TYBEE ISLAND, Ga. – After weathering hurricanes, dodging Civil War cannon volleys and enduring the incessant erosion wrought by tides and rising seas over the past 160 years, the Cockspur Island Lighthouse is getting a much-needed makeover.
Fort Pulaski National Monument is funding a restoration project that will repair mortar, apply protective exterior paint and remill the lighthouse’s wooden interior structures. The project coincides with the National Park Service’s Centennial celebration this year.
“The structure is in surprisingly good shape,” said Stephen Hartley, a heritage craft consultant with the University of York who is leading the 10-month project. Hartley is also teaching National Park Service employees restoration techniques so they can properly maintain the iconic landmark in the future.
The current structure dates back to 1855, when it was enlarged following a devastating hurricane the year before.
But in addition to the elements, Hartley said over the years the lighthouse has had to contend with detrimental human forces, some of which were intended to repair the structure.
One previous restoration attempt used a type of mortar that was too hard for the lighthouse’s soft Savannah Grey bricks. Over time, as the bricks absorbed water and swelled (and the harder mortar did not), they cracked and eroded between the mortar.
The trick now, Hartley said, is finding the balance, not only between the appropriate mortar, but also in determining when to replace it. He uses gauges called Rilem tubes to distinguish between serious and superficial cracks in the structure.
Earlier this month Hartley and the National Park Service hosted 20 volunteers, including members from the local chapter of the American Institute of Architects (AIA Savannah) and students from the Savannah College of Art and Design, who learned about the restoration efforts and participated in the repairs.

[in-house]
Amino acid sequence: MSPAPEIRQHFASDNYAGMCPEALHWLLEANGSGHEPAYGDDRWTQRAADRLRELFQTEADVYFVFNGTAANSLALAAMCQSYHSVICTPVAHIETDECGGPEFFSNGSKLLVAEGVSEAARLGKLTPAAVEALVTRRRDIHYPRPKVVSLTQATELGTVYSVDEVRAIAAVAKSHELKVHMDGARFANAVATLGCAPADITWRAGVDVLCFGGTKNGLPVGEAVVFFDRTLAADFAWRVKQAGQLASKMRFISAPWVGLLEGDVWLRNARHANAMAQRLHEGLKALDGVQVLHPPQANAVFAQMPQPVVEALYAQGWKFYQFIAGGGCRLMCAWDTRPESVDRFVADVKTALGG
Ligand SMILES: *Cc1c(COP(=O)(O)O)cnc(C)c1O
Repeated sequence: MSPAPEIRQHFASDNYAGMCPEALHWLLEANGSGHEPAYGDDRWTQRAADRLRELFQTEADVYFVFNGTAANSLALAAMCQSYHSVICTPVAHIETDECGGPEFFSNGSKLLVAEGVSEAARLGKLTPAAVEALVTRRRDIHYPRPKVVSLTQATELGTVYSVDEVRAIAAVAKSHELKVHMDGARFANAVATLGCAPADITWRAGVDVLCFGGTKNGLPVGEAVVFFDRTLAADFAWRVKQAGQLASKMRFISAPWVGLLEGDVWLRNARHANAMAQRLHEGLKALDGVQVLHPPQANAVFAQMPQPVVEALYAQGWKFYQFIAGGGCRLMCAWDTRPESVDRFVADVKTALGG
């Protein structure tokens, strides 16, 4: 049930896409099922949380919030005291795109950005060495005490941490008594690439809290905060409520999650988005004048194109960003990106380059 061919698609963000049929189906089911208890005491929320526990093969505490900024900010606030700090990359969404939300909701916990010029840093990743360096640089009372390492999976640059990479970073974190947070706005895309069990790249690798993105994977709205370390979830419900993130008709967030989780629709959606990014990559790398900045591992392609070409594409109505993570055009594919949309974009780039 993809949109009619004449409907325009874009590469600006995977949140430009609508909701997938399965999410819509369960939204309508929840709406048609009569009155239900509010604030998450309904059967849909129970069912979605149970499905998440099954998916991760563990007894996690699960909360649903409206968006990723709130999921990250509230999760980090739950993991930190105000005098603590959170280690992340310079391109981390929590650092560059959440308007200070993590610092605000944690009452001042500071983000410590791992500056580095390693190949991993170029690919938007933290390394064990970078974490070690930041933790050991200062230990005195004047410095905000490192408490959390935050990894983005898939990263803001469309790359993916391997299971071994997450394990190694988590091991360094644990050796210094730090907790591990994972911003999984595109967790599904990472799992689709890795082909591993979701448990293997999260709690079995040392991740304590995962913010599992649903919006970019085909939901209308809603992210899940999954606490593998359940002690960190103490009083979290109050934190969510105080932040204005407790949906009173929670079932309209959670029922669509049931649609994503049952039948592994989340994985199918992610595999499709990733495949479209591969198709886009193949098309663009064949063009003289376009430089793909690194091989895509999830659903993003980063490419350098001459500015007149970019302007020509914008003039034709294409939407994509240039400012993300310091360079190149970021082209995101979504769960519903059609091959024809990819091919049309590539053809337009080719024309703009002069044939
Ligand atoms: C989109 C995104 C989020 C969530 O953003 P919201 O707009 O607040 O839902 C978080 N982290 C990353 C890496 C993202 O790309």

“It’s fascinating to come out and put back in a piece of history,” said Ryan Murphy, president of AIA Savannah, who is also an architect with the U.S. Army Corps of Engineers Savannah District’s master planning division. The AIA Savannah, which is as almost as old as the Cockspur Island Lighthouse, collected money from its member volunteers and donated it to the lighthouse.
After volunteers removed inappropriate mortar, Hartley and NPS maintenance worker Miguel Roman demonstrated how to properly proportion, mix and apply natural cement to the mortar joints.
Natural cement is three parts sand and one part cement, and contains clay impurities which give the mortar more strength.
Volunteers quickly learned that applying mortar wasn’t as easy as Roman made it look.
Ed Krolikowski, deputy to the chief of Engineering Division at Corps’ Savannah District, and an AIA Savannah member, appreciated the chance to get outside and work with his hands.
“It’s a good learning experience,” he said.
In addition to the mortar repair, Hartley is currently testing four types of paint in 2-foot by 3-foot sections on the lighthouse to determine which best withstands the marine environment. The existing paint, a type of pool paint, repels water but doesn’t allow the building to breathe, Hartley said.
Following the several-month test period, Hartley and his team will remove the pool paint and apply the best suited replacement paint.
All these repairs, however, still don’t address the biggest threat to the lighthouse: rising seas.
Hartley said at high tide water can lap just below the front door, which is about eight feet above the base.
The U.S. Army Corps of Engineers Savannah District partnered with the National Park Service and a contractor in 2012 to place a stone revetment around the edge of the island and the base of the lighthouse. The revetment project also took steps to encourage oyster growth.
“The rocks have done wonders, but they’re not the complete answer,” Hartley said. “We don’t know how to solve the problem caused by rising sea levels.”
The restoration project is expected to run through July and will update the original structures report, which was last completed in 1994. Structures reports document the restoration efforts to date and provide detailed information to guide future restoration efforts.
Despite these challenges, Hartley, who said he has been doing preservation work since he was 14, seemed positive but practical.
“The hardest part about preservation,” Hartley said, “is it’s just delaying the inevitable.”
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~ Jeremy S. Buddemeier, Corporate Communications Office